Las Vegas Strip casino revenue down for month after shooting

Casinos on the Las Vegas Strip saw a 6 percent drop in revenue in October compared with the same month last year, but state's gambling regulatory agency did not attribute the decrease exclusively to the mass shooting that took place in the city that month.

Data released Thursday by the Nevada Gaming Control Board show casinos on the Strip took in almost $528.7 million from gamblers last month. That's about $34 million less than what they won in October 2016.

Casinos statewide faced a difficult comparison going into October since it had one fewer weekend day than the same month last year. In addition, the establishments on the Strip had seen a 14 percent revenue increase in October 2016.

"I'm sure it played a part of it. I'm sure it played into the decrease, but it's really difficult to quantify," Michael Lawton, senior research analyst for the board, said. "What I can quantify, I can tell you that it was a difficult comparison."

On Oct. 1, a high-stakes gambler killed 58 people and injured hundreds more after he shattered windows of his hotel suite on the 32nd floor of the Mandalay Bay hotel-casino and unleashed withering gunfire at a country music festival below before killing himself.

The city's tourism officials also on Thursday reported that visitation to the gambling oasis last month fell 4.2 percent to 3.6 million tourists. The Las Vegas Convention and Visitors Authority blamed the drop to trip cancellations and postponements following the shooting.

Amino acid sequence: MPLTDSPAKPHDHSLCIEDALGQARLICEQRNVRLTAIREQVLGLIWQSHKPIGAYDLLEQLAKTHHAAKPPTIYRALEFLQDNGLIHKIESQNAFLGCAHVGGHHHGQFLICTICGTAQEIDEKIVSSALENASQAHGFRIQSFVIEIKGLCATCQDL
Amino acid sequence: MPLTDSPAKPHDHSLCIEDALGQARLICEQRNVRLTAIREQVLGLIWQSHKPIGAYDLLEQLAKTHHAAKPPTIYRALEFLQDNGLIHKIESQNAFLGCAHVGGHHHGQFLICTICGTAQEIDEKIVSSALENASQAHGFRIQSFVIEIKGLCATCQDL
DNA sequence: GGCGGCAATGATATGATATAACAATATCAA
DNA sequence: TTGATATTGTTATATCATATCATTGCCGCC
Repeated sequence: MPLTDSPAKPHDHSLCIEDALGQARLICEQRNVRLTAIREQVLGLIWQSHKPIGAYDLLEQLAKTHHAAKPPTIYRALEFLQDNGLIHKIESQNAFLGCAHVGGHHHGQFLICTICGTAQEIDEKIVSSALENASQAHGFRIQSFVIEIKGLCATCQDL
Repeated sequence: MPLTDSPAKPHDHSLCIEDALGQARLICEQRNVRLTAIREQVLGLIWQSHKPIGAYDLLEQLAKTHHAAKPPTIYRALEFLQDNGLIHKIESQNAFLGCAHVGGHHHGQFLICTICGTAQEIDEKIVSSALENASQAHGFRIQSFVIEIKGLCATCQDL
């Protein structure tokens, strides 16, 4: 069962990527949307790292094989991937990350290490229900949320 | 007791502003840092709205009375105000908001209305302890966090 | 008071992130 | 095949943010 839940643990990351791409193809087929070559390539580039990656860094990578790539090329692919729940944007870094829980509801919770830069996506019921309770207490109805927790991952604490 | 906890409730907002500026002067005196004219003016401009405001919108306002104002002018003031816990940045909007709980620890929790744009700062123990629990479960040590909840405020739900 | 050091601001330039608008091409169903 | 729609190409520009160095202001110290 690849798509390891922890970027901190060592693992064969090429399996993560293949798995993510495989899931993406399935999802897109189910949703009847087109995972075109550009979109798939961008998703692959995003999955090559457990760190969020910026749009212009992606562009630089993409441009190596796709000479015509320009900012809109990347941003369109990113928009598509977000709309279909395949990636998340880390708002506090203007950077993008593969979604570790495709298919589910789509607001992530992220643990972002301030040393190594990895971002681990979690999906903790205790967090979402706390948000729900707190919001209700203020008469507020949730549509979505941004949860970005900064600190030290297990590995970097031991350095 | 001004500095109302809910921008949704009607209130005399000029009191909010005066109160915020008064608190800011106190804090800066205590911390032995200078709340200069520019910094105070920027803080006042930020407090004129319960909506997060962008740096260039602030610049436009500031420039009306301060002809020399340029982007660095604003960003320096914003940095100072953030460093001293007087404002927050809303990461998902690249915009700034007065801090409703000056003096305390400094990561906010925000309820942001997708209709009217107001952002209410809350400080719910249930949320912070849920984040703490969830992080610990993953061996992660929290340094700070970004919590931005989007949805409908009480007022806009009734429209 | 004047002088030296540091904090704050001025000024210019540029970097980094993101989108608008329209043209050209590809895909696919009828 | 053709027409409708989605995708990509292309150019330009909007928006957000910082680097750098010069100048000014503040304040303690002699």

Statewide, casinos in Nevada won about $988.8 million last month. The revenue remained practically flat over the year.

In southern Nevada, casinos in the Boulder Strip saw the highest increase in revenue with almost $78.7 million, a 17.1 percent jump compared with the previous year. Winnings in downtown Las Vegas were up 10 percent to about $63.6 million.

Meanwhile, revenues at casinos in Washoe County were up 3.3 percent to about $71.9 million.

The revenue report also shows that gamblers enthusiastically wagered at Nevada's sports books. For the second month in a row, they broke the state's all-time record for sports betting.

People bet $566.4 million, of which the sports books took in $31.5 million, a decrease of 25.7 percent over the year. Baseball fans put down $101.5 million on their favorite teams, setting a record for betting on that sport for the month of October.

"So, that can pretty much safely assume that the World Series was the most-heavily bet World Series ever," Lawton said.

The state benefited with almost $59.7 million in percentage fees based on the taxable revenues generated in October. That's an increase of almost $79,000 or .13 percent from a year earlier.

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